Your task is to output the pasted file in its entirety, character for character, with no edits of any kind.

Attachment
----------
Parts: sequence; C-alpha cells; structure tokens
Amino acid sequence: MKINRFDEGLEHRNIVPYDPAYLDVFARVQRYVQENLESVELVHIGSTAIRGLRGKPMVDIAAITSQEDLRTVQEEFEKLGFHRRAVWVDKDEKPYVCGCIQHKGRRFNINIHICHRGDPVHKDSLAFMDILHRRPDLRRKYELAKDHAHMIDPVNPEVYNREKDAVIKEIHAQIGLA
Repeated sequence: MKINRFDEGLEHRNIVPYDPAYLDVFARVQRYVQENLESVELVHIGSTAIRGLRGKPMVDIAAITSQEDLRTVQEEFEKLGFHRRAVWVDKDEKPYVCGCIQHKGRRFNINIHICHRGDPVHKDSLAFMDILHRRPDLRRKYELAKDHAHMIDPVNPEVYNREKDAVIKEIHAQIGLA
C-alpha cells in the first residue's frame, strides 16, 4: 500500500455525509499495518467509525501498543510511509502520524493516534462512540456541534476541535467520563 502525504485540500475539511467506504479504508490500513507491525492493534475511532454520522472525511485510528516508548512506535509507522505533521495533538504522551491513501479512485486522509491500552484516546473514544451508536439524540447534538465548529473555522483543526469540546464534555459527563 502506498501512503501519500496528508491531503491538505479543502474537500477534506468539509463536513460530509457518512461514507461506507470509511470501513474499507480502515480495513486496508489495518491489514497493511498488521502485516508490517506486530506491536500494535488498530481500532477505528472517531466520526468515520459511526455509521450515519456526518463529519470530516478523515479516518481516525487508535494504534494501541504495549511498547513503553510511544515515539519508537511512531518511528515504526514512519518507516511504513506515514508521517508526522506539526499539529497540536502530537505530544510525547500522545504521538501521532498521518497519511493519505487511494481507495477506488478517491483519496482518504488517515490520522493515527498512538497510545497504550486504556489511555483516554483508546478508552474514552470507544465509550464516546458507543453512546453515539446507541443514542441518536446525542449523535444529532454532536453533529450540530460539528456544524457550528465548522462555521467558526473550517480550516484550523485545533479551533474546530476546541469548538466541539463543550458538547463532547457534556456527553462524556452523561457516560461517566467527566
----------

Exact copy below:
Parts: sequence; C-alpha cells; structure tokens
Amino acid sequence: MKINRFDEGLEHRNIVPYDPAYLDVFARVQRYVQENLESVELVHIGSTAIRGLRGKPMVDIAAITSQEDLRTVQEEFEKLGFHRRAVWVDKDEKPYVCGCIQHKGRRFNINIHICHRGDPVHKDSLAFMDILHRRPDLRRKYELAKDHAHMIDPVNPEVYNREKDAVIKEIHAQIGLA
Repeated sequence: MKINRFDEGLEHRNIVPYDPAYLDVFARVQRYVQENLESVELVHIGSTAIRGLRGKPMVDIAAITSQEDLRTVQEEFEKLGFHRRAVWVDKDEKPYVCGCIQHKGRRFNINIHICHRGDPVHKDSLAFMDILHRRPDLRRKYELAKDHAHMIDPVNPEVYNREKDAVIKEIHAQIGLA
C-alpha cells in the first residue's frame, strides 16, 4: 500500500455525509499495518467509525501498543510511509502520524493516534462512540456541534476541535467520563 502525504485540500475539511467506504479504508490500513507491525492493534475511532454520522472525511485510528516508548512506535509507522505533521495533538504522551491513501479512485486522509491500552484516546473514544451508536439524540447534538465548529473555522483543526469540546464534555459527563 502506498501512503501519500496528508491531503491538505479543502474537500477534506468539509463536513460530509457518512461514507461506507470509511470501513474499507480502515480495513486496508489495518491489514497493511498488521502485516508490517506486530506491536500494535488498530481500532477505528472517531466520526468515520459511526455509521450515519456526518463529519470530516478523515479516518481516525487508535494504534494501541504495549511498547513503553510511544515515539519508537511512531518511528515504526514512519518507516511504513506515514508521517508526522506539526499539529497540536502530537505530544510525547500522545504521538501521532498521518497519511493519505487511494481507495477506488478517491483519496482518504488517515490520522493515527498512538497510545497504550486504556489511555483516554483508546478508552474514552470507544465509550464516546458507543453512546453515539446507541443514542441518536446525542449523535444529532454532536453533529450540530460539528456544524457550528465548522462555521467558526473550517480550516484550523485545533479551533474546530476546541469548538466541539463543550458538547463532547457534556456527553462524556452523561457516560461517566467527566